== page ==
According to IMF data (updated till March 2018), India’s gold holding in forex reserves rose to 560.3 tonnes by the end of March 2018. The RBI did not respond to email queries till the time of going to press. “The addition looks like a pilot purchase. The net impact is that reserves are up marginally. This is not significant and does not imply strategic addition, unless we see a creeping acquisition trend,” a source said. “This was a decision taken by the government before the Budget presentation. But due to the sensitivity of the issue, it was not announced,” another source added. Globally, central banks, including in Russia and Turkey, add gold to forex reserves to hedge against the dollar. The Turkish central bank announced a policy in May 2017, replacing the dollar as a prominent asset in its foreign exchange reserves. Turkey’s commercial banks also hold huge gold deposits.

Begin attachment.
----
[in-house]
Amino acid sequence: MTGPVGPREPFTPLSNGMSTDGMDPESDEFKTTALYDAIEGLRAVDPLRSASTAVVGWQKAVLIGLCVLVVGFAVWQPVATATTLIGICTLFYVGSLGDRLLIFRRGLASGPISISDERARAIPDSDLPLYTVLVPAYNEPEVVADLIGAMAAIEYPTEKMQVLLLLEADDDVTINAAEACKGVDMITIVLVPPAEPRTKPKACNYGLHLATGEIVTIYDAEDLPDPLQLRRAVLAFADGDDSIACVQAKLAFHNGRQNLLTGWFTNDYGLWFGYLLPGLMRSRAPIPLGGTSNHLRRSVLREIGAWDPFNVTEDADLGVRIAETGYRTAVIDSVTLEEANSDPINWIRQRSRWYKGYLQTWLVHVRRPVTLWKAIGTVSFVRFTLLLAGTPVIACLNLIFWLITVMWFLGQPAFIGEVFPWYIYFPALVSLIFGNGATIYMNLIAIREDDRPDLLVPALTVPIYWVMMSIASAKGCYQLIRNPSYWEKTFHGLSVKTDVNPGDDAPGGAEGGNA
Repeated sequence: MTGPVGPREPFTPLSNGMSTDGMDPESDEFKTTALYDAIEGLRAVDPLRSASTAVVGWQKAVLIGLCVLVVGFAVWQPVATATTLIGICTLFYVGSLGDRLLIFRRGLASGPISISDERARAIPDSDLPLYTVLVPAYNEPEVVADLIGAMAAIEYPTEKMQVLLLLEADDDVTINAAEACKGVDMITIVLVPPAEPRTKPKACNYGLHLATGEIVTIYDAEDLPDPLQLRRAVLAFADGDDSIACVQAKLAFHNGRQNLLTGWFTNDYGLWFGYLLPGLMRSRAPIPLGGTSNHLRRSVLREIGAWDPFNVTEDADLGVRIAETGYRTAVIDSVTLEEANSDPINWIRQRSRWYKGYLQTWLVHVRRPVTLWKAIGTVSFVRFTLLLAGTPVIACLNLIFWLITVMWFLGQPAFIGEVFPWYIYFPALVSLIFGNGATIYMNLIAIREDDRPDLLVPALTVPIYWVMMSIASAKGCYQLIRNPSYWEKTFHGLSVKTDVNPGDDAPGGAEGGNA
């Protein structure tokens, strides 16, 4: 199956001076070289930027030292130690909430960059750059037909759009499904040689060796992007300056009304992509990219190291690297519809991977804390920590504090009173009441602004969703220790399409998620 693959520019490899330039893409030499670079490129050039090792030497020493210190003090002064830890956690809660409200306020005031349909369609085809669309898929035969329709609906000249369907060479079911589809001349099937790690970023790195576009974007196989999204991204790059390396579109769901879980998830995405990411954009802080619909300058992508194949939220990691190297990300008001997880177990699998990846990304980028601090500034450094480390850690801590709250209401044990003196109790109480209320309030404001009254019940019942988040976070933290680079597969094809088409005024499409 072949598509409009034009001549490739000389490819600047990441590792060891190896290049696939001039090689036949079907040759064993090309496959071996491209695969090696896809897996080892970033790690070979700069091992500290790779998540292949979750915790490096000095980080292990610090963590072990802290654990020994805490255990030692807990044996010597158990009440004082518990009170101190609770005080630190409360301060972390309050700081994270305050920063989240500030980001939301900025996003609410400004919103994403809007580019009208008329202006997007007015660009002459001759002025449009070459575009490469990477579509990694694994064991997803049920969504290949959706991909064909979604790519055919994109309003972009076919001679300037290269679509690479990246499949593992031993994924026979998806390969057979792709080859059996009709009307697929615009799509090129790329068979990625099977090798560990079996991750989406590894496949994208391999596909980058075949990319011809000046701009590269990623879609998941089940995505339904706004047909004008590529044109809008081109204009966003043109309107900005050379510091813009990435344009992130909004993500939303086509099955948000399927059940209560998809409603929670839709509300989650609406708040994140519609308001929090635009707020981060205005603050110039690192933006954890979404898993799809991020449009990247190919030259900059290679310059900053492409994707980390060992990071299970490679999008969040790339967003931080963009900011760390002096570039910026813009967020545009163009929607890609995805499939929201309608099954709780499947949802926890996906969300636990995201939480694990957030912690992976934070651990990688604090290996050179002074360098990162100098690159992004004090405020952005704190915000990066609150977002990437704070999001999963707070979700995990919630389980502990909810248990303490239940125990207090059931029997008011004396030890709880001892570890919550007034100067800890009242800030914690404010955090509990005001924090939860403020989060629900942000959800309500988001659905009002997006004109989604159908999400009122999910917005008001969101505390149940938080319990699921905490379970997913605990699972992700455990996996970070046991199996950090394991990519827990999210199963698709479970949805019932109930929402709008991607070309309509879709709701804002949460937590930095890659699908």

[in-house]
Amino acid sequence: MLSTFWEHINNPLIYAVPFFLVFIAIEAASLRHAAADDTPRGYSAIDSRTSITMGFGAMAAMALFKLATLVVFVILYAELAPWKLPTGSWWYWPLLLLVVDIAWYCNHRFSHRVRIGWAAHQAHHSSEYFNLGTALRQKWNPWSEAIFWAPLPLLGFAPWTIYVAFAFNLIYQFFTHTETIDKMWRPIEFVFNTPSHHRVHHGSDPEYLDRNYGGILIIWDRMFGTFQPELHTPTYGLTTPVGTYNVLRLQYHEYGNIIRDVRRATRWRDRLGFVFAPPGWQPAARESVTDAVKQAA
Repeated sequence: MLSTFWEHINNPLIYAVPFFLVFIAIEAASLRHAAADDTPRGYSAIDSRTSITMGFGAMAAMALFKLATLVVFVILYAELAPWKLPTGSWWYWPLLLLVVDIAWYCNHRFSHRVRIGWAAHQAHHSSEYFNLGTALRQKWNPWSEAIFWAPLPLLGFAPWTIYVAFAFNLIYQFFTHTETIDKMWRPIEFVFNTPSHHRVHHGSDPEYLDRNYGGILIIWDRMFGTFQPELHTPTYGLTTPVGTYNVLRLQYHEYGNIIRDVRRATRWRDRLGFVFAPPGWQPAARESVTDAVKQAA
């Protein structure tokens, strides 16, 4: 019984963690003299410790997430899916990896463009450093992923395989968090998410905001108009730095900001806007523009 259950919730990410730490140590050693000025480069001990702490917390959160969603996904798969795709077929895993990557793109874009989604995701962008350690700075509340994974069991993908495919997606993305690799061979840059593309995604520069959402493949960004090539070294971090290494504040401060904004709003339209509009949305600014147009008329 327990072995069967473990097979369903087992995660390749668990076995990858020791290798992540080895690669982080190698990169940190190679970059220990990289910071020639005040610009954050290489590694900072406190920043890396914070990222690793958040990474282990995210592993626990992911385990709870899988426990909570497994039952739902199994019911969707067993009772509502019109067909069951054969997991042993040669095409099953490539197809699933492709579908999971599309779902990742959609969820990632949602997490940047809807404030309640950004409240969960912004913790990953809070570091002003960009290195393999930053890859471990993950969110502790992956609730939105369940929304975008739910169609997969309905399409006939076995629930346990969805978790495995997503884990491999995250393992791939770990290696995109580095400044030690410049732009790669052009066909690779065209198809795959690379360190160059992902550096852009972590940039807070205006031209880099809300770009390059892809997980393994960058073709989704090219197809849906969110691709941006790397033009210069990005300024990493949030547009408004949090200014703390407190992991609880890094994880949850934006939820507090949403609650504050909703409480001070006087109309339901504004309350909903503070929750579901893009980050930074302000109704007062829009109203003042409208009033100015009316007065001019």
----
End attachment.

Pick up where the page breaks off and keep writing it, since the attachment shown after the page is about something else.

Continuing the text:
These are placed with the central bank under the reserve option mechanism. The country is the 11th largest gold-holding country in forex reserves at 595.5 tonnes. Russia has been buying over 200 tonnes of gold per year since the last three years to add to its forex reserves and reduce dollar dependence. Its reserves are bigger than China’s, making them the sixth largest in the world. Russia and China buy most of their gold locally since they are prominent gold miners. According to sources, India could add gold mobilised by the Gold Monetising Scheme to its forex reserves. The RBI was likely to have purchased gold in March from two London-based banks, they added. Gold buying by central banks has been on the rise in the last few years, with 350 to 400 tonnes of gold being bought annually. China buys gold locally, but announces with a lag. However, according to GFMS Thomson Reuters, China will buy gold this year to add to its reserves after two years. Photograph: Ajay VermaReuters. Forex Reserves Current Affairs.